With the drastic decline in the population of the monarch butterfly, the Ohio Pollinator Habitat Initiative (OPHI) is asking the public for their help in creating new habitats by collecting milkweed seed pods from established plants Sept.1 through Oct. 30 and dropping them off at collection stations around the state. The seeds will be used to establish new plantings for the monarch butterfly throughout Ohio in the coming years.
“Common milkweed is essential to the survival of monarch butterflies in Ohio,” said Marci Lininger, Biologist with the U.S. Fish and Wildlife Service. “Ohio is a priority area for monarchs. Fourth generation monarch butterflies hatch in Ohio in late summer, migrate north to Canada and then come back through Ohio once more in order to fly to Mexico for the winter. This same generation is also responsible for starting the life cycle all over again in the spring, laying the following year’s first generation of monarchs.”
“Most Ohio counties have a Milkweed Pod Collection Station, most of them being located at local Soil and Water Conservation District (SWCD) offices,” said Lori Stevenson, Ohio Private Lands State Coordinator with the U.S. Fish and Wildlife Service.
To find the location of your local SWCD office, click here.
To collect the seed pods from the suggested milkweed plants, it is best to pick them when they are dry, gray, or brown in color. If the center seam pops with gentle pressure, they can be picked. It is best to collect pods and store them in paper bags or paper grocery sacks. Avoid using plastic bags because they attract moisture. Store pods in a cool, dry area until you can deliver to the closest Milkweed Pod Collection Station. Harvesting pods from milkweed plants does not have any effect on the population of milkweed in established areas.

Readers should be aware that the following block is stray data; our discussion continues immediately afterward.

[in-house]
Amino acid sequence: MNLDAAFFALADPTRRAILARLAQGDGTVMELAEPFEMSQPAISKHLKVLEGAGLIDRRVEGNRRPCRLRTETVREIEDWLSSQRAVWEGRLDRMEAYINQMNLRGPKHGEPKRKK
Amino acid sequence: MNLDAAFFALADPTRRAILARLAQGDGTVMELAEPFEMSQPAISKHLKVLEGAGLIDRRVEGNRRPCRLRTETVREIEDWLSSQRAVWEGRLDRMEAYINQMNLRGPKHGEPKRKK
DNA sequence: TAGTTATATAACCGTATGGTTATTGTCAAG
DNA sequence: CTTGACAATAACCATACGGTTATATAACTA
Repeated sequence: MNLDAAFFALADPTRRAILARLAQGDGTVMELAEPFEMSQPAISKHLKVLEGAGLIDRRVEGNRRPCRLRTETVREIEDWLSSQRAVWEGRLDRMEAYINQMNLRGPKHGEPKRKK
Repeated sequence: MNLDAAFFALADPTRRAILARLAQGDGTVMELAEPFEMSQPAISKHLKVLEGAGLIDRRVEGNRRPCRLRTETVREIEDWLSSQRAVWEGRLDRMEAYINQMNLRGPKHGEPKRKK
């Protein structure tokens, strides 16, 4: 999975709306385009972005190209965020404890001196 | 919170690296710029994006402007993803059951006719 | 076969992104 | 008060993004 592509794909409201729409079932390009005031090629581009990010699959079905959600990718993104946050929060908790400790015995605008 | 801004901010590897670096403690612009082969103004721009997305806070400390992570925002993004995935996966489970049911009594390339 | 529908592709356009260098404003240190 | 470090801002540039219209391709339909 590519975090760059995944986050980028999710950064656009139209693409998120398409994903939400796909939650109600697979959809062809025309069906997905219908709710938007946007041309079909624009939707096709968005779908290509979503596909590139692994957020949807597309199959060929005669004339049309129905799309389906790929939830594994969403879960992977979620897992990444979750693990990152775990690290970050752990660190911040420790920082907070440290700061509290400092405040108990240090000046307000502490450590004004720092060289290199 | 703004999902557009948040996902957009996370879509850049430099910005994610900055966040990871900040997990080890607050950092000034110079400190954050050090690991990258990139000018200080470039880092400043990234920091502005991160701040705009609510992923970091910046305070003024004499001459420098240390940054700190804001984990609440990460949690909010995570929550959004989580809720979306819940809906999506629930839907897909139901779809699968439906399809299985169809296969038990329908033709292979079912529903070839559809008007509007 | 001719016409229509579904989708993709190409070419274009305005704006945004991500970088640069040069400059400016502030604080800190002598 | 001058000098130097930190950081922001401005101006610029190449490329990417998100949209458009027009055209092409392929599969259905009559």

image002 (2)When collecting milkweed pods wear appropriate clothing for the outdoors. It is recommended that you wear disposable gloves when picking and handling pods. Always ask permission when collecting pods on anyone’s property but your own.
“ODOT is one of the largest landholders in Ohio with more than 19,000 miles of right of way,” said ODOT Director Jerry Wray. “Planting milkweed and other native wildflowers on our roadsides benefit pollinators who in turn benefit agriculture. They also beautify our highways and reduce mowing costs – a double bonus for Ohio taxpayers.”
OPHI was formed in response to the 2014 petition to list the Monarch butterfly as federally endangered. Its partners include the Ohio agencies, universities, corporations, and non-profit organizations.
OPHI informs citizens, landowners, farmers, and government agencies of the importance of pollinators and the habitat they need to survive. Members of the initiative provide education, outreach, and technical assistance to all that have an interest in pollinators and protecting our food supply.
For more information or questions concerning pollinators, please contact OPHI at (614) 416-8993 or contact your local SWCD office.